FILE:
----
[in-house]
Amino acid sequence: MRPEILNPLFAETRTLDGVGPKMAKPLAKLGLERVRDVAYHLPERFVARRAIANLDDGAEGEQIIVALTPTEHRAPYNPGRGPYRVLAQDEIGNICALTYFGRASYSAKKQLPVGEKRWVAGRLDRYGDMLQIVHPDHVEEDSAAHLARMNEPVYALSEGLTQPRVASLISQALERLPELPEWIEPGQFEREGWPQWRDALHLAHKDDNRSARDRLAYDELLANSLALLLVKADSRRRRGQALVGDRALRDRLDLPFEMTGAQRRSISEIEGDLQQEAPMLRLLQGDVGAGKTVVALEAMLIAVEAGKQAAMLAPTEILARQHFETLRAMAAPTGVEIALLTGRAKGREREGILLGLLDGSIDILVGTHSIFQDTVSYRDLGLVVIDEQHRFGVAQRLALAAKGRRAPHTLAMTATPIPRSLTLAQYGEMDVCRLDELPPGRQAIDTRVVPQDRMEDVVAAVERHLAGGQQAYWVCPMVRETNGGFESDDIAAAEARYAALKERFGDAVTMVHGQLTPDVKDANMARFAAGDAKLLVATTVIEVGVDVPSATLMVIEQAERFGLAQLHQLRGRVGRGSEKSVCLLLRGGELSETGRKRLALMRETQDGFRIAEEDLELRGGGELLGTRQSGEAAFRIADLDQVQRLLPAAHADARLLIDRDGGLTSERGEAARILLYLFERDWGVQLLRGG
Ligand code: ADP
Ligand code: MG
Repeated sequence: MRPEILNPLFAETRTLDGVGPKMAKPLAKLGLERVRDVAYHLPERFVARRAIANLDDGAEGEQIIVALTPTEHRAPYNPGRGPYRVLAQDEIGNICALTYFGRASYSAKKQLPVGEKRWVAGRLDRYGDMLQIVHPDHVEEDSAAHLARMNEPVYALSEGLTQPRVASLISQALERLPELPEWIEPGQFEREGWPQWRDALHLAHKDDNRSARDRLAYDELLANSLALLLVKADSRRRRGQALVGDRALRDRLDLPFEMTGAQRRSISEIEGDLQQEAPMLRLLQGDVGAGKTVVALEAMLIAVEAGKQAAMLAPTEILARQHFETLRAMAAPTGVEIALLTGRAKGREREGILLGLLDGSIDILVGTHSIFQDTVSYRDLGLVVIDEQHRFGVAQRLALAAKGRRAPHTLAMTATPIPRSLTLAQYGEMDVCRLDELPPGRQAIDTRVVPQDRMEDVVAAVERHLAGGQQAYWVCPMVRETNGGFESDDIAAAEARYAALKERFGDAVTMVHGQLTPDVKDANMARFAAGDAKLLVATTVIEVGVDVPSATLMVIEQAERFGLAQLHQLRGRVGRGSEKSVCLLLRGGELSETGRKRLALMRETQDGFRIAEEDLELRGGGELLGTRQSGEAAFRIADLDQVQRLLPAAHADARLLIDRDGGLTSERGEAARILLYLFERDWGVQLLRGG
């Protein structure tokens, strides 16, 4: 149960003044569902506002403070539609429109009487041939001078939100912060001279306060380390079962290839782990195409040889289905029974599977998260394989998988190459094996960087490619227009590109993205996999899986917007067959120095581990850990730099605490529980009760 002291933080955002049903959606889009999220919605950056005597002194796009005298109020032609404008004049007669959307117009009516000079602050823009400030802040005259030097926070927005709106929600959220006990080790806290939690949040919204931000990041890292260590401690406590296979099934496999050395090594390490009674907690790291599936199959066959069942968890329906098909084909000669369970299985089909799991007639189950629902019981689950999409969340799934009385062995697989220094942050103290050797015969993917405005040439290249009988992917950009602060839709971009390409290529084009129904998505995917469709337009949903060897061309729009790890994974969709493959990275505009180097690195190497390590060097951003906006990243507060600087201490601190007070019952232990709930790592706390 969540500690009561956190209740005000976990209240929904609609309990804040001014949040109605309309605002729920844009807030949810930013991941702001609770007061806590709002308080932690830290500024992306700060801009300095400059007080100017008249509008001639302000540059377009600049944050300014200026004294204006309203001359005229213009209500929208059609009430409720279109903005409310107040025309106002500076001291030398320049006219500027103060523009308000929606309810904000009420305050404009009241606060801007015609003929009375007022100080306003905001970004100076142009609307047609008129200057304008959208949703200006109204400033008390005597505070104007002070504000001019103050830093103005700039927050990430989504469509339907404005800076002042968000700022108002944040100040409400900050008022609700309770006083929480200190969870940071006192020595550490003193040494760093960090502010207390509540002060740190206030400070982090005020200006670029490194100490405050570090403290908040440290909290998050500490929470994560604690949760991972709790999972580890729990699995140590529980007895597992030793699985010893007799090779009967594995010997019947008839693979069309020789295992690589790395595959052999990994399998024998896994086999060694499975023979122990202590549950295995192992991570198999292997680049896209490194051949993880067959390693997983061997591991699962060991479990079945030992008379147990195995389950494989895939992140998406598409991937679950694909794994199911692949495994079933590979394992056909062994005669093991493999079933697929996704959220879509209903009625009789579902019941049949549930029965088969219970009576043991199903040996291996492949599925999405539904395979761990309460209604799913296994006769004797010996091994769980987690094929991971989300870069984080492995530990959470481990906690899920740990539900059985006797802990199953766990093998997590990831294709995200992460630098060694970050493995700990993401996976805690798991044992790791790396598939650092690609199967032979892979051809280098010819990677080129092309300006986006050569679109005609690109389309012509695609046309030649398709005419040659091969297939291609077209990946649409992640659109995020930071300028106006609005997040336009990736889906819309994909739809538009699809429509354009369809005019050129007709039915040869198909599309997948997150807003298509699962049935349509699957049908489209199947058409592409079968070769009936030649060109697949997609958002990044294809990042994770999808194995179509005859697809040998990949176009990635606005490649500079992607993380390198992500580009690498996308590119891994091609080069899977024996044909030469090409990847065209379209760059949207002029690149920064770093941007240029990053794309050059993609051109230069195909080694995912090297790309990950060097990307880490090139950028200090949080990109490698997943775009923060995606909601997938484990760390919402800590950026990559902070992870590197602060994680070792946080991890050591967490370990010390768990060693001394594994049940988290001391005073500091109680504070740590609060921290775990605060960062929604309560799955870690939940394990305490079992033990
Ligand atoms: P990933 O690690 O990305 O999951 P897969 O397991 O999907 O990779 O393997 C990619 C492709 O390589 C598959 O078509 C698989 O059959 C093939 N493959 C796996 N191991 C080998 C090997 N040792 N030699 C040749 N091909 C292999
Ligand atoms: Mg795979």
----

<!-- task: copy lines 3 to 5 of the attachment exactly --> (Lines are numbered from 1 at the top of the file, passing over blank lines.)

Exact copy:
Ligand code: ADP
Ligand code: MG
Repeated sequence: MRPEILNPLFAETRTLDGVGPKMAKPLAKLGLERVRDVAYHLPERFVARRAIANLDDGAEGEQIIVALTPTEHRAPYNPGRGPYRVLAQDEIGNICALTYFGRASYSAKKQLPVGEKRWVAGRLDRYGDMLQIVHPDHVEEDSAAHLARMNEPVYALSEGLTQPRVASLISQALERLPELPEWIEPGQFEREGWPQWRDALHLAHKDDNRSARDRLAYDELLANSLALLLVKADSRRRRGQALVGDRALRDRLDLPFEMTGAQRRSISEIEGDLQQEAPMLRLLQGDVGAGKTVVALEAMLIAVEAGKQAAMLAPTEILARQHFETLRAMAAPTGVEIALLTGRAKGREREGILLGLLDGSIDILVGTHSIFQDTVSYRDLGLVVIDEQHRFGVAQRLALAAKGRRAPHTLAMTATPIPRSLTLAQYGEMDVCRLDELPPGRQAIDTRVVPQDRMEDVVAAVERHLAGGQQAYWVCPMVRETNGGFESDDIAAAEARYAALKERFGDAVTMVHGQLTPDVKDANMARFAAGDAKLLVATTVIEVGVDVPSATLMVIEQAERFGLAQLHQLRGRVGRGSEKSVCLLLRGGELSETGRKRLALMRETQDGFRIAEEDLELRGGGELLGTRQSGEAAFRIADLDQVQRLLPAAHADARLLIDRDGGLTSERGEAARILLYLFERDWGVQLLRGG